Duvra mixes mediums to redefine racial concepts


Lucy Benson

MS/US Fine Arts teacher Mara Duvra explores different artistic mediums to convey her identity.

Whether she is teaching painting, drawing, or printmaking, Mara Duvra, the new Upper School art teacher, finds her rhythm in multiple mediums. However, in her own work, Duvra primarily works in photography.

“I like the fidelity of photography. That it’s very clear for me” Duvra said.

Although she aims to capture atmosphere and portraiture in her photos, she does not limit herself to them.

“It makes you more fluid and makes you able to think about what each thing can do for what you’re trying to say,” Duvra explained.

Duvra knows the benefit of being a multimedia artist. She will combine sculpture and photography with text, the art often coming together in the form of installation.

“An installation will surround a certain concept,” Duvra defined, “I’ll start thinking about that concept and how I could translate it visually and poetically.”  Her inspiration will often come from her readings and research.

LOOK UP, LOOK DOWN. MS/US Fine Arts teacher Mara Duvra places artistic objects within an installation space to challenge the viewer to move. Photo submitted by Mara Duvra

“I’m always photographing things and I’m always reading something,” Duvra said.

“I’m already thinking about how these things can be combined together.”

She focuses on how objects in a space balance off each other and their relationship to the viewer. She illustrates the scene of one of her installations,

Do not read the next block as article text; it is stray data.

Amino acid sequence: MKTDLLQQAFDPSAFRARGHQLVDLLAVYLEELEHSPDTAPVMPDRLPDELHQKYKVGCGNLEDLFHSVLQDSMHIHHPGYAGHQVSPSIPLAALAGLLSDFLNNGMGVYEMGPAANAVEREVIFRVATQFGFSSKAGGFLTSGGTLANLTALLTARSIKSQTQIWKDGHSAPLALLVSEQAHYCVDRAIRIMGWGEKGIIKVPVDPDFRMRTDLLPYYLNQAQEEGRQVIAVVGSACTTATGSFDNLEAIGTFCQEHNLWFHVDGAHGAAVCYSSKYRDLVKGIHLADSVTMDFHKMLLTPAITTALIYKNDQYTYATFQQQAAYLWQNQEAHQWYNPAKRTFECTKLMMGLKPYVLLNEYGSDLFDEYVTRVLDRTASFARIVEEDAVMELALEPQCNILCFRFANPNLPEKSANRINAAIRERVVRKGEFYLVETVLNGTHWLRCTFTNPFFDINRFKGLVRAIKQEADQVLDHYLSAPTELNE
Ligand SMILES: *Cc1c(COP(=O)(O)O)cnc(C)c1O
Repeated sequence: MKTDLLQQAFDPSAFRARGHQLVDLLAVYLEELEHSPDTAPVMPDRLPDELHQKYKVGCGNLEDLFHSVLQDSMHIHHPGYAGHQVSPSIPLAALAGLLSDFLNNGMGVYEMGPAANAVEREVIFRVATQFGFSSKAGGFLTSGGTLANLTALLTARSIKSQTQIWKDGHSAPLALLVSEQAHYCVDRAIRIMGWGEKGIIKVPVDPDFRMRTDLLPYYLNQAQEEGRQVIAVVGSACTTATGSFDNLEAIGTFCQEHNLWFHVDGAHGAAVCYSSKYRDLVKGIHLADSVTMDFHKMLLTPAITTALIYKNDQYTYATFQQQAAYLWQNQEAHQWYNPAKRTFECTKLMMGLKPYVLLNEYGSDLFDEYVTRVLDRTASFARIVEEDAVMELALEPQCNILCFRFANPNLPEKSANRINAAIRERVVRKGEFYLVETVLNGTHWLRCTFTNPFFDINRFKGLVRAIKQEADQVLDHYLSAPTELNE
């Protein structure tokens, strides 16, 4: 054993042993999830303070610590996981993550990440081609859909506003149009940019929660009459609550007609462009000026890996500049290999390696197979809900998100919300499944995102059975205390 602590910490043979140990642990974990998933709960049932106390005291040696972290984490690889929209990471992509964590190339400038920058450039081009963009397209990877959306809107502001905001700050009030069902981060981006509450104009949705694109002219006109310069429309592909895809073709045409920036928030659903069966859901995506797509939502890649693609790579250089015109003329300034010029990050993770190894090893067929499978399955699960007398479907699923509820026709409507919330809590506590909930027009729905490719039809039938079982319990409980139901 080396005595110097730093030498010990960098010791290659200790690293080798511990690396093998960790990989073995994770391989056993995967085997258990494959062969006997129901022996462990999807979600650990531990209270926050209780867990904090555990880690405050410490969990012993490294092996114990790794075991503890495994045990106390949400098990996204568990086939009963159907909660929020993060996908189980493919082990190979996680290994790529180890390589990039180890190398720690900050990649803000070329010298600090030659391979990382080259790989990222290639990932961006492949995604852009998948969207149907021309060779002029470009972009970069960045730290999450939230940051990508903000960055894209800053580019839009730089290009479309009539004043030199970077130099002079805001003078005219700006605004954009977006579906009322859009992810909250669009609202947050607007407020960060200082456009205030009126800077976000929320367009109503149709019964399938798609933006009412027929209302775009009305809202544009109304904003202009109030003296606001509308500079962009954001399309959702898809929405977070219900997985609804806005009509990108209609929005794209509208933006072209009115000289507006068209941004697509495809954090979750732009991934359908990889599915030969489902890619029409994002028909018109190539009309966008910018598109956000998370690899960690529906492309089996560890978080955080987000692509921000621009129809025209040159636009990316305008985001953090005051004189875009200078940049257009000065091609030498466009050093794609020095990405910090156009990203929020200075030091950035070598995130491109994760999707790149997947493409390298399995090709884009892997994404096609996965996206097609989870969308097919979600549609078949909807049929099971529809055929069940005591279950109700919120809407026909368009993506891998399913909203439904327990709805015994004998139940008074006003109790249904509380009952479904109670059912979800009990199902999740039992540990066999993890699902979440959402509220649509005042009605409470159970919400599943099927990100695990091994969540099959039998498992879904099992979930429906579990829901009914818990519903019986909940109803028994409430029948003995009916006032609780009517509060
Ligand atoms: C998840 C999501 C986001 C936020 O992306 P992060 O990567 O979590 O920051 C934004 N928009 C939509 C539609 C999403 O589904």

“Stillness is an important part, quiet also,” Duvra said.

Duvra adds that she aims to make the viewer reorient their body in the space.

“I put things on the ground so that you’ll have to bend over and look at them or I put something up higher that you have to read, so have to sort of peer into it,” Duvra added. Duvra’s current project, titled “Tending,” highlights “softness and interiority of women of color.”

With this piece, she will give “space to create another new, poetic, image of what it is to be a person of color rather than what we typically see,” that counteracts what is often shown in the media.

She plans to highlight “the difference between the private and the public, the interior and what people anticipate that you feel about things.” Duvra explained. The piece will be an anthology of photos of women of color, but not as portraits but instead “a way to get at the softness of what it is to be a woman of color that you don’t really get to see.”

I like the fidelity of photography. That it’s very clear for me

Unlike her photographs, what Duvra most likes about art is its lack of fidelity. She spoke to what she likes best about her work,

“that it always changes, that it’s always evolving, that it’s always adding to itself, that there’s always more that can be done” Duvra explained. Duvra also adds she likes the research. As an artist, Duvra knows what is helpful for personal achievement.

“Just listening to what you’re interested in and focusing on that, making work, and talking to your peers, getting advice, being comfortable with failure and realizing that someone not liking something doesn’t necessarily mean it’s a failure.” While the mobility of her art and the constant work of research and photography may be continuous, these motions are not void of a feeling of accomplishment.

“I feel successful when I’ve been able to sort of visually translate all of the things that I’ve been reading, photographing, and researching. Translate in a way that produces curiosity in other people…when I’ve been able to get at all the nuances, all of sort of the small parts I’ve been thinking about and represent them visually.”

This story was originally published in the September issue of The Rubicon.